While disappointed at the lack of points they managed to score during their period of control, Erasmus was pleased with his side's performance before the break. 

"I was frustrated in a sense that we dominated a lot of things except line-outs," he said. 

"All the other facets we dominated. Especially when they were almost under caution from the referee for repeated infringing and we missed the penalty when we could have gone nine points up, then they scored that turnover try and that swung the momentum.

"[We were] lucky to escape, but the first 40 minutes we played really good tactical rugby."

Australia scrum-half Will Genia lauded Brisbane's Suncorp Stadium as the "most special" ground after playing his final Test there in Saturday's 16-10 Rugby Championship win over Argentina.

Queenslander Genia, 31, is set to retire from the international stage after the 2019 Rugby World Cup in Japan, meaning he was playing his last Test in front of his home crowd.

Making his 102nd appearance for the Wallabies, Genia dominated during his 60 minutes on the pitch and was named Man of the Match.

He enjoyed some of the most memorable moments of his career in the stadium, for Australia and the Reds, and acknowledged its special status.

He said: "It's the most special place for me to play, because of the people, because of the support and because of the many special memories I've had here over the years with the Wallabies and the Reds."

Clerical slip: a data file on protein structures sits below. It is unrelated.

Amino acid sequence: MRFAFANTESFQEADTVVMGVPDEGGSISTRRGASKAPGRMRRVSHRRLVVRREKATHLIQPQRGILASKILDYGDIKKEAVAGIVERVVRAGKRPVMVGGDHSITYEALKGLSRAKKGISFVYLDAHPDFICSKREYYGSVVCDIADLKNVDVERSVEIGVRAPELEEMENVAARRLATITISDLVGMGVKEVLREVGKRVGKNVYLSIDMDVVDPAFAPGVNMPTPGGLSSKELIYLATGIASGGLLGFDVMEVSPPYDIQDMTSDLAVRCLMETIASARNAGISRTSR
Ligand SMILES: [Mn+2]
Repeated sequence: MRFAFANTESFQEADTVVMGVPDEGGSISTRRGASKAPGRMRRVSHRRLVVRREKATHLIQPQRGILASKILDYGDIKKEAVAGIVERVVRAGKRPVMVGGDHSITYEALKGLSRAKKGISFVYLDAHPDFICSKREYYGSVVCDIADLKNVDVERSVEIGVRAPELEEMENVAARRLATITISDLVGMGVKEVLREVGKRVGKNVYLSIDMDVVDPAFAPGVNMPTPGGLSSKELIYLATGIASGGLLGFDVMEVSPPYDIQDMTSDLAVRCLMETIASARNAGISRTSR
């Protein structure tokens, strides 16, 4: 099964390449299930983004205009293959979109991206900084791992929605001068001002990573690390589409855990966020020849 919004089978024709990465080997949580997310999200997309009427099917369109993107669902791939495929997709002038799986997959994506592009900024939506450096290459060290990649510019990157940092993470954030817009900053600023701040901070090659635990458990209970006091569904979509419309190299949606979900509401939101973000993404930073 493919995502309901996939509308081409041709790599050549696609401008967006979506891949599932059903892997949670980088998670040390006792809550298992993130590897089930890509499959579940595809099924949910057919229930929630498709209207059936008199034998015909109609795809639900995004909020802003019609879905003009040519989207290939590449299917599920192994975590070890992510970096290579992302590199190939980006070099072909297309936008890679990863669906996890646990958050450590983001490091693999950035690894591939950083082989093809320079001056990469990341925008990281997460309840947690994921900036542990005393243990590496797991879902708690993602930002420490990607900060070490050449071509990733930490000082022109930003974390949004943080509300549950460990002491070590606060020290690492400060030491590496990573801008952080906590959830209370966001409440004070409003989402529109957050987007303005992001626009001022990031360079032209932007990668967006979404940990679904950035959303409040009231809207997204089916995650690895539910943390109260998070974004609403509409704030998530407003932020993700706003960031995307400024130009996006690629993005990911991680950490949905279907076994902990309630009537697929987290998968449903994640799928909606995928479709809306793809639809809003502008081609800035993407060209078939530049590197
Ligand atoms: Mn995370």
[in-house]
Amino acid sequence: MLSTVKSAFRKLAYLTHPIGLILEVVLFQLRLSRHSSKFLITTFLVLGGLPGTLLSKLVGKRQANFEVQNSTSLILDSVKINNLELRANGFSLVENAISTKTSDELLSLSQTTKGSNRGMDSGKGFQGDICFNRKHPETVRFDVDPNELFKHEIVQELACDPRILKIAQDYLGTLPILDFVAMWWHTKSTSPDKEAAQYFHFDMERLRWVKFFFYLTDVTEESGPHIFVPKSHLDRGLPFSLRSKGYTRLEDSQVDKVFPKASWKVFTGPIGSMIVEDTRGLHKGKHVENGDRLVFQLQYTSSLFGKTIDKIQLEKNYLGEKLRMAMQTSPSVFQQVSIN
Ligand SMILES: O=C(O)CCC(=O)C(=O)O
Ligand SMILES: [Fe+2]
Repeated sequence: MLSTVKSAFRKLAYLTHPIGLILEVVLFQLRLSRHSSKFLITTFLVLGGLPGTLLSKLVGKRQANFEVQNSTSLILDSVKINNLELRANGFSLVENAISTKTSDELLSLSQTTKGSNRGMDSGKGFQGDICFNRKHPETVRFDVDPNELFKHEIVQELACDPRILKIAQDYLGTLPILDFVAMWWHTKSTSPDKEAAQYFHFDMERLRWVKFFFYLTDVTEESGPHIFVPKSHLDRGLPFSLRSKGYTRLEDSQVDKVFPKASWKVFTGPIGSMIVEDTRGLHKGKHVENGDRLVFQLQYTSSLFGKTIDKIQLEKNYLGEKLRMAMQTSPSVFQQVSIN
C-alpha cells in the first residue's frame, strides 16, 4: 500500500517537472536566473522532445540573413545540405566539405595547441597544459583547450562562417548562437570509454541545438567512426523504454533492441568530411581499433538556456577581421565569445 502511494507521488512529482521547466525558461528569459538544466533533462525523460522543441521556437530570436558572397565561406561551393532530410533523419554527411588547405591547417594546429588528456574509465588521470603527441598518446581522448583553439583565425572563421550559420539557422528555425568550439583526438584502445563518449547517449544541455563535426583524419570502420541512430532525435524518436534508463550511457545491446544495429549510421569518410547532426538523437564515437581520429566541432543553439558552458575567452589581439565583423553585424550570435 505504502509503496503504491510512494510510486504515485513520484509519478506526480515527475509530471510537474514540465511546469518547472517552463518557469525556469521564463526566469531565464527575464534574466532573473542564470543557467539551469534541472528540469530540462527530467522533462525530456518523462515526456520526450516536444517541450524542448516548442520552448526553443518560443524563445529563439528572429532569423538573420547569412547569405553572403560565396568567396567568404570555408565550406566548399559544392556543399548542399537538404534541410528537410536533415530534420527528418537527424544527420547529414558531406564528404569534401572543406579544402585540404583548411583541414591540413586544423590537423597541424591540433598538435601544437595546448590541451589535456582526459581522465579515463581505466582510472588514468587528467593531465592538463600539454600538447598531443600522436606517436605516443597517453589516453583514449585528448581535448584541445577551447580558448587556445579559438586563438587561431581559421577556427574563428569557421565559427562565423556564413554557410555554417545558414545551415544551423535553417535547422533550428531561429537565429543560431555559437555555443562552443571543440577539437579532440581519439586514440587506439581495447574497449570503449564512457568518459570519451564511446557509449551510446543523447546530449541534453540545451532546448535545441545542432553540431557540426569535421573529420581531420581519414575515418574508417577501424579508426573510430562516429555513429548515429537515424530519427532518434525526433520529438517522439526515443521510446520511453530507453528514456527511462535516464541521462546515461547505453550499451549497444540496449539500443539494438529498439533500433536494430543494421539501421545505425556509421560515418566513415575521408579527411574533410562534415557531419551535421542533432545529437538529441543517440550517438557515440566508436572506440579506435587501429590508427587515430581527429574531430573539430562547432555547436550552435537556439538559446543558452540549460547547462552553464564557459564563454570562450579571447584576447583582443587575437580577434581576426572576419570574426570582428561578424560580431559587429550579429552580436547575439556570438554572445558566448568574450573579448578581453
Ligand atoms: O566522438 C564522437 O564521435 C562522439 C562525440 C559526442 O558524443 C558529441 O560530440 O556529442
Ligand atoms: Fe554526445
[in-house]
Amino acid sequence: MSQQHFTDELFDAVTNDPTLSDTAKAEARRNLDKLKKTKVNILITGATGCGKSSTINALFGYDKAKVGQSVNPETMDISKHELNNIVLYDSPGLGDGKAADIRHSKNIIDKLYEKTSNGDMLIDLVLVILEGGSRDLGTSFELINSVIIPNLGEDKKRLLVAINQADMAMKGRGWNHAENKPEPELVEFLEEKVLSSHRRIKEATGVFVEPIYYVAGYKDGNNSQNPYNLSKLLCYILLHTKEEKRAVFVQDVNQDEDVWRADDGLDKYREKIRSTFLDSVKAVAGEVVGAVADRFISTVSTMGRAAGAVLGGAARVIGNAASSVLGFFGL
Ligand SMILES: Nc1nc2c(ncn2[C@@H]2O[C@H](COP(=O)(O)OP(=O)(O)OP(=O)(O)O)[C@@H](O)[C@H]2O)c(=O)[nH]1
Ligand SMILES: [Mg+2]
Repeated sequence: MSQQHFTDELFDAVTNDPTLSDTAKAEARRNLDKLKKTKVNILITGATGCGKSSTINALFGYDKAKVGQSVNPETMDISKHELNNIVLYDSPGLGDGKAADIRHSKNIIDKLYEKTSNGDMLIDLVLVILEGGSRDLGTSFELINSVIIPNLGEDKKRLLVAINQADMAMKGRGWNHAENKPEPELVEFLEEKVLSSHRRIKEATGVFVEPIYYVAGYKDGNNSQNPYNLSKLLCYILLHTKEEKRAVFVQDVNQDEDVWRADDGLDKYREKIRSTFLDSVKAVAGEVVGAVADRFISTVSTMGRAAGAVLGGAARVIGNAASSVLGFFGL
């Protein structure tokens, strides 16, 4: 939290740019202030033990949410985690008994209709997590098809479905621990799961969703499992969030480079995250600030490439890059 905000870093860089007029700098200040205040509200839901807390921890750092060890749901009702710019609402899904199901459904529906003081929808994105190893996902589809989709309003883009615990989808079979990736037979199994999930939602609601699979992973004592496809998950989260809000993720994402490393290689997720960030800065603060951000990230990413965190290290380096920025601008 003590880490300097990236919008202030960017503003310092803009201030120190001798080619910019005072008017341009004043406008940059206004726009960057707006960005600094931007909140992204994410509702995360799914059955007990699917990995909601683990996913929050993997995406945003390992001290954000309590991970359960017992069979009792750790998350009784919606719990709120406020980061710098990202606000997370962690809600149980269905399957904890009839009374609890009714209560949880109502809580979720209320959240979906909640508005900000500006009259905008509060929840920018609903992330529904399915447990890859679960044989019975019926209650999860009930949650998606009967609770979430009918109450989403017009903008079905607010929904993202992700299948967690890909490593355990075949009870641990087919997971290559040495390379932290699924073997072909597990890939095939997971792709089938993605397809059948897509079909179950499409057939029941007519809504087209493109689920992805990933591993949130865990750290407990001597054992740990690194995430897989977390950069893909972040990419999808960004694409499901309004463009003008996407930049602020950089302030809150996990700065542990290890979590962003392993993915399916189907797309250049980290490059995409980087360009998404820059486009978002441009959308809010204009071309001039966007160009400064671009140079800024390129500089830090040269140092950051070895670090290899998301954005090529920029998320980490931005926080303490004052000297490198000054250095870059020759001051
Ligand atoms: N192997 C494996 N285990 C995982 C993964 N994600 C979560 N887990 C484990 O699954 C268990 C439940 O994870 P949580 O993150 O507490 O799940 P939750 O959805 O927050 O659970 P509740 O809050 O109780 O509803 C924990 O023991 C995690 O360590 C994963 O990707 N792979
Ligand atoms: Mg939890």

Saturday's clash was by no means a classic, but it allowed the Wallabies to bounce back from the 35-17 defeat to South Africa and ease the pressure on coach Michael Cheika.

"Off the back of bouncing back, in terms of getting a win, but also playing a little better, we're one more week into the way we want to play and developing our system and hopefully we can continue to build that momentum against New Zealand," he added.

"We defended for 90 per cent of that game. That's an attitude thing and it shows the boys' attitude was in the right place."

Argentina captain Pablo Matera was frustrated by his side's performance, ruing their inability to make the most of their opportunities.

He said: "We knew they'd have a good scrum, they were better than us, they had more penalties and plays than us. It's something we have to improve.

"It was a really tough game. I think we lost too many balls in the contact. We had too many chances to get points and didn't do it [take advantage]."